Axonopathies are a group of clinically diverse disorders characterized by the progressive degeneration of the axons of specific neurons. In hereditary spastic paraplegia (HSP), the axons of cortical motor neurons degenerate and cause a spastic movement disorder. HSP is linked to mutations in several loci known collectively as the spastic paraplegia genes (SPGs). We identified a heterozygous receptor accessory protein 1 (REEP1) exon 2 deletion in a patient suffering from the autosomal dominantly inherited HSP variant SPG31. We generated the corresponding mouse model to study the underlying cellular pathology. Mice with heterozygous deletion of exon 2 in Reep1 displayed a gait disorder closely resembling SPG31 in humans. Homozygous exon 2 deletion resulted in the complete loss of REEP1 and a more severe phenotype with earlier onset. At the molecular level, we demonstrated that REEP1 is a neuron-specific, membrane-binding, and membrane curvature–inducing protein that resides in the ER. We further show that Reep1 expression was prominent in cortical motor neurons. In REEP1-deficient mice, these neurons showed reduced complexity of the peripheral ER upon ultrastructural analysis. Our study connects proper neuronal ER architecture to long-term axon survival.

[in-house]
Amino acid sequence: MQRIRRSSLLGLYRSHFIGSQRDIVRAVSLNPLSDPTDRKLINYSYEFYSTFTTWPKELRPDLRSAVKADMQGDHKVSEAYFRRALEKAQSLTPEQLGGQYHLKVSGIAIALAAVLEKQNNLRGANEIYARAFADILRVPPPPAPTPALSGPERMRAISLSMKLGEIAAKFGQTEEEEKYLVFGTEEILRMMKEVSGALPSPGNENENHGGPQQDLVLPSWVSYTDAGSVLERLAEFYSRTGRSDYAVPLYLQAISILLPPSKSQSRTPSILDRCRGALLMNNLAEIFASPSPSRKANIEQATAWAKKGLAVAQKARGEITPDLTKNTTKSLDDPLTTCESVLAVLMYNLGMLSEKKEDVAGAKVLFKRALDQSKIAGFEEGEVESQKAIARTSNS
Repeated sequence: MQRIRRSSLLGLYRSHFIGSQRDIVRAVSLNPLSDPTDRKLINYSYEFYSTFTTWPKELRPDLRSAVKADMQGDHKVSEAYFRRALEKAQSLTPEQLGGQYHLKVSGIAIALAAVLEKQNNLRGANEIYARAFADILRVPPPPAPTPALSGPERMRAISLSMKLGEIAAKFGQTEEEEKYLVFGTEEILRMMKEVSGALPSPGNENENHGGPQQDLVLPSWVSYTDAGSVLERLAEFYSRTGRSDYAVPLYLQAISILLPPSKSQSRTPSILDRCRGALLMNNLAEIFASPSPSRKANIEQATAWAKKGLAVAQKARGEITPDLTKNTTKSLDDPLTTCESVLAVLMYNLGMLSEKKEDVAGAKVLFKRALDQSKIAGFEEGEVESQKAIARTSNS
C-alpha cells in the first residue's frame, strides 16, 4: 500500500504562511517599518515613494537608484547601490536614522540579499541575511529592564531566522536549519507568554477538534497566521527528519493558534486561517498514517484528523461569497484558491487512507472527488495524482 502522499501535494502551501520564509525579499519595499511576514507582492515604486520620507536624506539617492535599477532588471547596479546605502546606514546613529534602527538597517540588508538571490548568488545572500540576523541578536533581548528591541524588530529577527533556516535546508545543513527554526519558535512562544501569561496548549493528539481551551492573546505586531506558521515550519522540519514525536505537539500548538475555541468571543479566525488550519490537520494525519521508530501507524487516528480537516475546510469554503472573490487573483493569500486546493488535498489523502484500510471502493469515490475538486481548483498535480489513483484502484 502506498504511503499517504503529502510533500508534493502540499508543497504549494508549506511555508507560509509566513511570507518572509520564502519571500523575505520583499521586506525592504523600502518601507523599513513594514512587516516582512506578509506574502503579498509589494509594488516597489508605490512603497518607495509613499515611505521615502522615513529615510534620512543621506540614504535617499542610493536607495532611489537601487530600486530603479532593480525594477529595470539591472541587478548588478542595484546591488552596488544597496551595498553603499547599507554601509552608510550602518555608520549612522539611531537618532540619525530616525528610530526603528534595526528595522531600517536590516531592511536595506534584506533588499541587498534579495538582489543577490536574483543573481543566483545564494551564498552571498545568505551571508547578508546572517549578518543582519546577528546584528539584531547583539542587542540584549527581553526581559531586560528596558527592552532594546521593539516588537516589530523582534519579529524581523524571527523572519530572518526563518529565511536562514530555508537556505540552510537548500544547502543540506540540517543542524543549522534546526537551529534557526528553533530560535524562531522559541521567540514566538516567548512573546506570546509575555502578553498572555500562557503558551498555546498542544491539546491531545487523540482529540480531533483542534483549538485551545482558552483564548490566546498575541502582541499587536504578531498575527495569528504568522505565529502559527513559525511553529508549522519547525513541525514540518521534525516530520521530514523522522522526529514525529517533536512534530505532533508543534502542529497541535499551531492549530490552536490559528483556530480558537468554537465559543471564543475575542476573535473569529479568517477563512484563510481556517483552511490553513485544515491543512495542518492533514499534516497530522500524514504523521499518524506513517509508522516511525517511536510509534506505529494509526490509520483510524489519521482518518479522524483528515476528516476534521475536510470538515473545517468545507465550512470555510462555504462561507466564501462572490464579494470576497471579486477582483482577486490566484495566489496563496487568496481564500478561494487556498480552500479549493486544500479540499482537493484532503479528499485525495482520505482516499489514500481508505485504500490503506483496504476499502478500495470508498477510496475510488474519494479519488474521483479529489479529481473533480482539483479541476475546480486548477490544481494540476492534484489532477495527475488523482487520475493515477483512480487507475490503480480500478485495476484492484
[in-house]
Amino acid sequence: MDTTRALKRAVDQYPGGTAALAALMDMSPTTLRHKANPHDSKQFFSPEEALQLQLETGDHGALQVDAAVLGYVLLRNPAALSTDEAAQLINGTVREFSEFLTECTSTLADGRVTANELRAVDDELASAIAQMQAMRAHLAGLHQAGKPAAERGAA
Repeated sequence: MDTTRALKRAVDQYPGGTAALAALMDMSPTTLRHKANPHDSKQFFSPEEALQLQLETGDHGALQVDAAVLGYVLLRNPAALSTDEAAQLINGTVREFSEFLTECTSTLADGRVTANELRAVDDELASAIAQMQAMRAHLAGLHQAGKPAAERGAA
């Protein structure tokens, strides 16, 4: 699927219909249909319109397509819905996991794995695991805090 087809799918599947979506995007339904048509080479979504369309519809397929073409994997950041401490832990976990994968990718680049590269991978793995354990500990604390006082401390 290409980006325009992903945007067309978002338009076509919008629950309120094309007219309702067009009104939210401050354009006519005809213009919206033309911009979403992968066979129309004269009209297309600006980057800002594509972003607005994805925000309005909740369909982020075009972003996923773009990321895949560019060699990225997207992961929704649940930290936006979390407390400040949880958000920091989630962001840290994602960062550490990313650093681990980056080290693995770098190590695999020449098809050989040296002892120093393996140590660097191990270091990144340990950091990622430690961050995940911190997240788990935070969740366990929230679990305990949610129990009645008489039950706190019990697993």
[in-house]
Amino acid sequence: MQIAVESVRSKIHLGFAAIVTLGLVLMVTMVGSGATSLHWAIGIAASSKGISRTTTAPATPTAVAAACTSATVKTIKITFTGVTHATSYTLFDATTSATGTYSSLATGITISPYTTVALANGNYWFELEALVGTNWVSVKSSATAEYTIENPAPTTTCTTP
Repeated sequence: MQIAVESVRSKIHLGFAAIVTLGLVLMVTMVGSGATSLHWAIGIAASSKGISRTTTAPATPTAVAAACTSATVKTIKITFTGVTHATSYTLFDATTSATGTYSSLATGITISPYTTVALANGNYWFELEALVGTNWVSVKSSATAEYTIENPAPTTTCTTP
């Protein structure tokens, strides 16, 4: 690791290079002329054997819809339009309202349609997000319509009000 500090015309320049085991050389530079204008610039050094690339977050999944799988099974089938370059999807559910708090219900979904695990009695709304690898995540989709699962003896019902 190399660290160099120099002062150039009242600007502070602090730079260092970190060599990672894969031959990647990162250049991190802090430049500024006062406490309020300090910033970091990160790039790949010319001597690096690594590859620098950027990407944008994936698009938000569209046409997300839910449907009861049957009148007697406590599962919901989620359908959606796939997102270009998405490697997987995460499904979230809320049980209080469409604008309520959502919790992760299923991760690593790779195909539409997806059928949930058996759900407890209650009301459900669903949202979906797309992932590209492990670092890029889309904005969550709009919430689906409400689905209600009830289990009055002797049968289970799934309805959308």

Christian Beetz, Nicole Koch, Mukhran Khundadze, Geraldine Zimmer, Sandor Nietzsche, Nicole Hertel, Antje-Kathrin Huebner, Rizwan Mumtaz, Michaela Schweizer, Elisabeth Dirren, Kathrin N. Karle, Andrey Irintchev, Victoria Alvarez, Christoph Redies, Martin Westermann, Ingo Kurth, Thomas Deufel, Michael M. Kessels, Britta Qualmann, Christian A. Hübner
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